The second pod was, perhaps predictably, a runaway, with #14 seed Van Hagar trompling the field with better than 60% of the vote. We’ll see them in the Sweet 16.
On to group three, which features another hard rock monster act gone about as mainstream as it is possible to go. The contestants are:
- #2 Seed Aerosmith (post-rehab incarnation, 1986-present)
- Chicago (post-Terry Kath era – 1978-forward)
- Fleetwood Mac (the Buckingham/Nicks incarnation – 1975-forward)
- Pat Benatar
- Greg Kihn
After the release of Done with Mirrors, Tyler and Perry completed rehabilitation programs. In 1986, the pair appeared on Run-D.M.C.’s cover of “Walk This Way,” along with appearing in the video. “Walk This Way” became a hit, reaching number four and receiving saturation airplay on MTV. “Walk This Way” set the stage for the band’s full-scale comeback effort, the Bruce Fairbairn-produced Permanent Vacation (1987). Tyler and Perry collaborated with professional hard rock songwriters like Holly Knight and Desmond Child, resulting in the hits “Dude (Looks Like a Lady),” “Rag Doll,” and “Angel.” Permanent Vacation peaked at number 11 and sold over three million copies.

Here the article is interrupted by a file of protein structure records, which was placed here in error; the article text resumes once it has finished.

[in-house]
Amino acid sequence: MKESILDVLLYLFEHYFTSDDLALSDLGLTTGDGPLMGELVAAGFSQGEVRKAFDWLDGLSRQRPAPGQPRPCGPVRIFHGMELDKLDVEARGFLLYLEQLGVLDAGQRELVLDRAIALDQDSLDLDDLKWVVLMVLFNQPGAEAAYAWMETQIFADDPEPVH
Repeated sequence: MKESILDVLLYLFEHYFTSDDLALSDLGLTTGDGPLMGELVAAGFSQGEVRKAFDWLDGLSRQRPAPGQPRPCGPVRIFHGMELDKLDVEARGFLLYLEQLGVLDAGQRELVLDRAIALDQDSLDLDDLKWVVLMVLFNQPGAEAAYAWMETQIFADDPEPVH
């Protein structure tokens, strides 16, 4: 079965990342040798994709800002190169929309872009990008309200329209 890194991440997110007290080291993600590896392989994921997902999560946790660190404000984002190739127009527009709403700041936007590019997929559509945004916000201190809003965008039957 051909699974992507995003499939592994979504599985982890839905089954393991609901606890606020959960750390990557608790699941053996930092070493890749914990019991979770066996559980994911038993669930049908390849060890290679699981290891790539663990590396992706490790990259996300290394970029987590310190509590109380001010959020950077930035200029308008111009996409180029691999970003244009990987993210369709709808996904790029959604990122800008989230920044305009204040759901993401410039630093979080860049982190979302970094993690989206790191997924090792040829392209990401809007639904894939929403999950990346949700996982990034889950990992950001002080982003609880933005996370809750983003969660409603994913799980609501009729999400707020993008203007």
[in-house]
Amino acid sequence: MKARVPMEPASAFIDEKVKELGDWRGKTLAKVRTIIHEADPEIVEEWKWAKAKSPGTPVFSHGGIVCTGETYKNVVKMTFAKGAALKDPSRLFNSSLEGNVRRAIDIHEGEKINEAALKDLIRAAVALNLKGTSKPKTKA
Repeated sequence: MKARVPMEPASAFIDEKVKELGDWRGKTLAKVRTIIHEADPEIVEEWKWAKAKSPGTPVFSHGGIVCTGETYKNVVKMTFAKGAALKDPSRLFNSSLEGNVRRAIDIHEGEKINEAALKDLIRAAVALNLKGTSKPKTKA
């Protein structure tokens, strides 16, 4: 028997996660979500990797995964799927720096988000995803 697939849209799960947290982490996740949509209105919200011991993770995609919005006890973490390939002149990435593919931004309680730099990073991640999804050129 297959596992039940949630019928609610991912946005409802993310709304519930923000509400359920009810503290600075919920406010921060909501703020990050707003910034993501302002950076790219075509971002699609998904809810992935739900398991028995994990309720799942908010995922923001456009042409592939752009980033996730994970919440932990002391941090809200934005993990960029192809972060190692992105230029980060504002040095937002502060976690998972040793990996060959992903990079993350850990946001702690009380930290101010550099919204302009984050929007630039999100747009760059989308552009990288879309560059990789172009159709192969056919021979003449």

fikshun: For awhile, they were manufacturing the same painful ballad for years, weren’t they? Steven Tyler has been a caricature of himself for so long that I kinda started thinking of him as a Kardashian – someone who was famous for being famous and nothing else.
Me: EmbAerosmith is #5 on my all-time Oh How the Mighty Have Fallen list. With a bullet. I don’t know which is sadder, given the band’s awesome early career: Steven Tyler pimping on American Idol or the rest of the band blustering about how they’re not gonna take it anymore. Oh, wait – there’s money? Never mind.
By 1981, with the release of the 15th album, the poor-selling Greatest Hits, Vol. 2, the band parted ways with Columbia Records and began looking for a new approach. They found it in writer/producer David Foster, who returned to an emphasis on the band’s talent for power ballads as sung by [Peter] Cetera. They also brought in one of Foster’s favorite session musicians, Bill Champlin as a full-fledged bandmember. … With these additions, the band signed with Full Moon Records, an imprint of Warner Bros., and released Chicago 16 in the spring of 1982, prefaced by the single “Hard to Say I’m Sorry,” which topped the charts, leading to a major comeback. The album returned Chicago to million-selling, Top Ten status. Chicago 17, released in the spring of 1984, was even more successful — in fact, the biggest-selling album of the band’s career, with platinum certifications for six million copies as of 1997. It spawned two Top Five hits, “Hard Habit to Break” and “You’re the Inspiration.”
Bonesparkle: I like how that last sentence there uses “spawned.” Because if ever hell spawned a simpering, no-testicles corporate wuss monster it was Peter Cetera.